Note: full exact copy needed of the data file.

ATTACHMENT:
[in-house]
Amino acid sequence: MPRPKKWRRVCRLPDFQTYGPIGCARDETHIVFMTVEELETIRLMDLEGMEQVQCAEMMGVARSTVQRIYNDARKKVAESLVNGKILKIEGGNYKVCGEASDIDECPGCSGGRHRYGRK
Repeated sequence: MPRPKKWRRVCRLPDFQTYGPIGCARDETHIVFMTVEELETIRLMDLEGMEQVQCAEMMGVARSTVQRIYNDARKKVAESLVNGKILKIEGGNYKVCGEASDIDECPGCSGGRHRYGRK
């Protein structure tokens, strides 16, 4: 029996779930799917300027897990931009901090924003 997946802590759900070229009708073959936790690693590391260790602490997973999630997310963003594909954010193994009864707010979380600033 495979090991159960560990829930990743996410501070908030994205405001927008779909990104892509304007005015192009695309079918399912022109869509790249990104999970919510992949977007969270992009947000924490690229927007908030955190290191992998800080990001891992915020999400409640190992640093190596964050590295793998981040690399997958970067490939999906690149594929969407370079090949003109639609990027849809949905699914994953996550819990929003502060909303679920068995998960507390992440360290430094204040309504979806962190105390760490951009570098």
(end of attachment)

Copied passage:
[in-house]
Amino acid sequence: MPRPKKWRRVCRLPDFQTYGPIGCARDETHIVFMTVEELETIRLMDLEGMEQVQCAEMMGVARSTVQRIYNDARKKVAESLVNGKILKIEGGNYKVCGEASDIDECPGCSGGRHRYGRK
Repeated sequence: MPRPKKWRRVCRLPDFQTYGPIGCARDETHIVFMTVEELETIRLMDLEGMEQVQCAEMMGVARSTVQRIYNDARKKVAESLVNGKILKIEGGNYKVCGEASDIDECPGCSGGRHRYGRK
């Protein structure tokens, strides 16, 4: 029996779930799917300027897990931009901090924003 997946802590759900070229009708073959936790690693590391260790602490997973999630997310963003594909954010193994009864707010979380600033 495979090991159960560990829930990743996410501070908030994205405001927008779909990104892509304007005015192009695309079918399912022109869509790249990104999970919510992949977007969270992009947000924490690229927007908030955190290191992998800080990001891992915020999400409640190992640093190596964050590295793998981040690399997958970067490939999906690149594929969407370079090949003109639609990027849809949905699914994953996550819990929003502060909303679920068995998960507390992440360290430094204040309504979806962190105390760490951009570098």